The DP-1 and HO-8 policy forms do not define ACV and that can leave it to case law. Some courts have interpreted ACV to mean fair market value, i.e., the amount a willing buyer would pay a willing seller in an arm’s length transaction. Other courts have upheld the insurance industry’s traditional definition: the cost to replace with “like kind and quality” less depreciation. The courts have varied in their rulings as to whether or not depreciation includes obsolescence, e.g., loss of usefulness as a result of outmoded design or construction.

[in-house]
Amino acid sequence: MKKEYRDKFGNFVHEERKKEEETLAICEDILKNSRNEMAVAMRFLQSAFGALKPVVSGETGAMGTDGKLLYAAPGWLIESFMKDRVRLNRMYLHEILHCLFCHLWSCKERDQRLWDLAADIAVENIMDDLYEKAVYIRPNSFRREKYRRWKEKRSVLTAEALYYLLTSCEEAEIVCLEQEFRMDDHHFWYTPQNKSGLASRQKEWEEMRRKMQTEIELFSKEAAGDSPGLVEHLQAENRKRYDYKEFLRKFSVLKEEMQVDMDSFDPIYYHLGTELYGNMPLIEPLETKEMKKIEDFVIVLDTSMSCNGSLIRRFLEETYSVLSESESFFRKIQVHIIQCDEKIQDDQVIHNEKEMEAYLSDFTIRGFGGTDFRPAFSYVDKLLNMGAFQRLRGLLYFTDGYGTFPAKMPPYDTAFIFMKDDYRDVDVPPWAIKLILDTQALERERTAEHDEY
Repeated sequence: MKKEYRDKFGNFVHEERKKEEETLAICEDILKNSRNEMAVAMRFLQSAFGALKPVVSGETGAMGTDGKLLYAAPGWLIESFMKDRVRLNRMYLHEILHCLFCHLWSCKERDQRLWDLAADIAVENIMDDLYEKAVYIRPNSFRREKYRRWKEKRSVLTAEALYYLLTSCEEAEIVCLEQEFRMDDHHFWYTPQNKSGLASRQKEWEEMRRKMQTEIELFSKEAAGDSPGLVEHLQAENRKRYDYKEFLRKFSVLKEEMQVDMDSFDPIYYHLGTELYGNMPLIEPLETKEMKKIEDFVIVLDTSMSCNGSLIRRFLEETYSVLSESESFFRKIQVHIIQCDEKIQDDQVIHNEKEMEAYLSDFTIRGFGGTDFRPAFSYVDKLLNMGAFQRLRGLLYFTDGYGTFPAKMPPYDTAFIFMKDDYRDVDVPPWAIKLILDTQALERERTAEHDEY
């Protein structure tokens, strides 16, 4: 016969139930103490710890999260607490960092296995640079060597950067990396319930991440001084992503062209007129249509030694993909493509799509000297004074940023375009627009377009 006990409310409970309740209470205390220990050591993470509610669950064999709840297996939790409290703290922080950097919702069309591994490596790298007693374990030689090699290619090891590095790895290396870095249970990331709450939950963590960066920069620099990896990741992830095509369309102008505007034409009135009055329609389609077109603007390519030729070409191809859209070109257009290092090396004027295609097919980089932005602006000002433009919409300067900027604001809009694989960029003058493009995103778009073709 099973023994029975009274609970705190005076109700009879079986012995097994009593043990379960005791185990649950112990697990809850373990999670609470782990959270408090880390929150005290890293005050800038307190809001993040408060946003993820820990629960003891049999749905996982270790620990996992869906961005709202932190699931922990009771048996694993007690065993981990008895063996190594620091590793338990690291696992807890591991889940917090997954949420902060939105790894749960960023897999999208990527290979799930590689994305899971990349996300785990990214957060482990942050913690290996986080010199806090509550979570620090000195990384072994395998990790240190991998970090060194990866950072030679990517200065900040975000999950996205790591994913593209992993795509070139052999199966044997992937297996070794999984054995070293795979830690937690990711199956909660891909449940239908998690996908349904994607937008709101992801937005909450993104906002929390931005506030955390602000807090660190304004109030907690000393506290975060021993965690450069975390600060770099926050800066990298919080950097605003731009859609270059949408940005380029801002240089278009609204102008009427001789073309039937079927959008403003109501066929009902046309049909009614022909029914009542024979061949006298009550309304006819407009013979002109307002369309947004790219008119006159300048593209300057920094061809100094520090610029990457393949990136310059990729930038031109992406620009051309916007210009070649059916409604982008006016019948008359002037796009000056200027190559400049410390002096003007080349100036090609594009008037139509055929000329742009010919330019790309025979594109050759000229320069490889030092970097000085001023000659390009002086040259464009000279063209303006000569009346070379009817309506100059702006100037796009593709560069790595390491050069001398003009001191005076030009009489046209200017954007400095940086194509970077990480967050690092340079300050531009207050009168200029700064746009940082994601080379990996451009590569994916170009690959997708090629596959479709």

So how do you determine ACV? There is no single correct answer but a useful method is to use the average of:
- Current market value (the amount a willing buyer would pay a willing seller in an arm’s length transaction)
- Assessed value (from the County Assessor)
- Depreciated value (the current replacement cost less depreciation)
If there is a wide variance in the values using the highest value is the only way to be sure there is adequate coverage.
Producers and consumers must work together to in the important process of determining the correct amount of coverage needed.